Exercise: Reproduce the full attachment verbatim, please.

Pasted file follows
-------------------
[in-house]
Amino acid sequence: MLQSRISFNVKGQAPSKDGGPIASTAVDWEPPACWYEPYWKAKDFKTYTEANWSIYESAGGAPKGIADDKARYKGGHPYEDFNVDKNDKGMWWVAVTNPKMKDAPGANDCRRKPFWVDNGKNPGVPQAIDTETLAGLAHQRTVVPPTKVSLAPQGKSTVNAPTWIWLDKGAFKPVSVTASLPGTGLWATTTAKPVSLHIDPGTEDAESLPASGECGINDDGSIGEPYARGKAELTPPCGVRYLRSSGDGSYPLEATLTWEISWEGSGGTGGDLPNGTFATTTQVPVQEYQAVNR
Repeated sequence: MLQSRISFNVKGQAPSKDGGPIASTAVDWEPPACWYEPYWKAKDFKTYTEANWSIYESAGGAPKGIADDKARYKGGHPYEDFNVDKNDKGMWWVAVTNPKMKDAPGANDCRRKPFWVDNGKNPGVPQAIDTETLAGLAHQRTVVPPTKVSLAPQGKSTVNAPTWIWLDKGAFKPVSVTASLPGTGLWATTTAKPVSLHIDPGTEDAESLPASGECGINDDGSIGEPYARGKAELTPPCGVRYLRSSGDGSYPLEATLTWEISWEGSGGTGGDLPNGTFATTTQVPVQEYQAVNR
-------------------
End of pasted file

[in-house]
Amino acid sequence: MLQSRISFNVKGQAPSKDGGPIASTAVDWEPPACWYEPYWKAKDFKTYTEANWSIYESAGGAPKGIADDKARYKGGHPYEDFNVDKNDKGMWWVAVTNPKMKDAPGANDCRRKPFWVDNGKNPGVPQAIDTETLAGLAHQRTVVPPTKVSLAPQGKSTVNAPTWIWLDKGAFKPVSVTASLPGTGLWATTTAKPVSLHIDPGTEDAESLPASGECGINDDGSIGEPYARGKAELTPPCGVRYLRSSGDGSYPLEATLTWEISWEGSGGTGGDLPNGTFATTTQVPVQEYQAVNR
Repeated sequence: MLQSRISFNVKGQAPSKDGGPIASTAVDWEPPACWYEPYWKAKDFKTYTEANWSIYESAGGAPKGIADDKARYKGGHPYEDFNVDKNDKGMWWVAVTNPKMKDAPGANDCRRKPFWVDNGKNPGVPQAIDTETLAGLAHQRTVVPPTKVSLAPQGKSTVNAPTWIWLDKGAFKPVSVTASLPGTGLWATTTAKPVSLHIDPGTEDAESLPASGECGINDDGSIGEPYARGKAELTPPCGVRYLRSSGDGSYPLEATLTWEISWEGSGGTGGDLPNGTFATTTQVPVQEYQAVNR